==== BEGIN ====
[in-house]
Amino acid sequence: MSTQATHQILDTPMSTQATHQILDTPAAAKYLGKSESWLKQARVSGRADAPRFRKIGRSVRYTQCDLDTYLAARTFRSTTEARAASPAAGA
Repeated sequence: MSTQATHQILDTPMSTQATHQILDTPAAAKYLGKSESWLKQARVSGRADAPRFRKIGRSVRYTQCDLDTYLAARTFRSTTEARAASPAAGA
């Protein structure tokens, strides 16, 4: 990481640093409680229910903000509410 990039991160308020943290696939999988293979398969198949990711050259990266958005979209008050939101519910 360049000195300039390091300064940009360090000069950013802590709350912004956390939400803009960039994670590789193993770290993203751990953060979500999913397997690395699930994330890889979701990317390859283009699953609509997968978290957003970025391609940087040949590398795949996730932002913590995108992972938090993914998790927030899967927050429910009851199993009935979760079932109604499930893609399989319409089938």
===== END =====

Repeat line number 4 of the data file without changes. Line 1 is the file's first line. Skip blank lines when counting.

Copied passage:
């Protein structure tokens, strides 16, 4: 990481640093409680229910903000509410 990039991160308020943290696939999988293979398969198949990711050259990266958005979209008050939101519910 360049000195300039390091300064940009360090000069950013802590709350912004956390939400803009960039994670590789193993770290993203751990953060979500999913397997690395699930994330890889979701990317390859283009699953609509997968978290957003970025391609940087040949590398795949996730932002913590995108992972938090993914998790927030899967927050429910009851199993009935979760079932109604499930893609399989319409089938």